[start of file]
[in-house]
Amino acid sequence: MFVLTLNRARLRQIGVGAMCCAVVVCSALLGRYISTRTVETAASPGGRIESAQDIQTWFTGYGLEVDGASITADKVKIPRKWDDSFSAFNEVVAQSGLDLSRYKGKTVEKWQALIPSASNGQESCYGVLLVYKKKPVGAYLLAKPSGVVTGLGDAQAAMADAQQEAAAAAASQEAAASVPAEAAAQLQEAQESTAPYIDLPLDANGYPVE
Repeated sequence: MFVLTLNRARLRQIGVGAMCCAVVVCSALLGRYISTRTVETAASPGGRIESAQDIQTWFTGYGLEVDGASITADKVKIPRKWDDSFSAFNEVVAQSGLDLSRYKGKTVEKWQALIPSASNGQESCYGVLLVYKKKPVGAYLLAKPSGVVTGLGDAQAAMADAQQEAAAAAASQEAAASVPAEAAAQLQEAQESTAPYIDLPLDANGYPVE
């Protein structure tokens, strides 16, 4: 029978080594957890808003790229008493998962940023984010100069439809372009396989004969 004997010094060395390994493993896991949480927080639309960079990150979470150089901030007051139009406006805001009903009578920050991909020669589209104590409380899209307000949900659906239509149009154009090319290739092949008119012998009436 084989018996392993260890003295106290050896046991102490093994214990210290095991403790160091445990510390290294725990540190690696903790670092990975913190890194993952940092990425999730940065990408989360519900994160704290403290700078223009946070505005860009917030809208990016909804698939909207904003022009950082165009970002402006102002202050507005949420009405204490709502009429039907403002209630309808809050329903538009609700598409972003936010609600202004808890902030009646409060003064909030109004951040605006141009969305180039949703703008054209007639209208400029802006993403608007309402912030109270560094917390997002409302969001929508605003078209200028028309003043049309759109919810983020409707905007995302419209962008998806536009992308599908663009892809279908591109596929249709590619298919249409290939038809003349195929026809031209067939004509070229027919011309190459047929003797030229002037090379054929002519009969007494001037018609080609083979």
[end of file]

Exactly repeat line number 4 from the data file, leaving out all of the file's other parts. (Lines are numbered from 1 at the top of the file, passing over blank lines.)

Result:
């Protein structure tokens, strides 16, 4: 029978080594957890808003790229008493998962940023984010100069439809372009396989004969 004997010094060395390994493993896991949480927080639309960079990150979470150089901030007051139009406006805001009903009578920050991909020669589209104590409380899209307000949900659906239509149009154009090319290739092949008119012998009436 084989018996392993260890003295106290050896046991102490093994214990210290095991403790160091445990510390290294725990540190690696903790670092990975913190890194993952940092990425999730940065990408989360519900994160704290403290700078223009946070505005860009917030809208990016909804698939909207904003022009950082165009970002402006102002202050507005949420009405204490709502009429039907403002209630309808809050329903538009609700598409972003936010609600202004808890902030009646409060003064909030109004951040605006141009969305180039949703703008054209007639209208400029802006993403608007309402912030109270560094917390997002409302969001929508605003078209200028028309003043049309759109919810983020409707905007995302419209962008998806536009992308599908663009892809279908591109596929249709590619298919249409290939038809003349195929026809031209067939004509070229027919011309190459047929003797030229002037090379054929002519009969007494001037018609080609083979």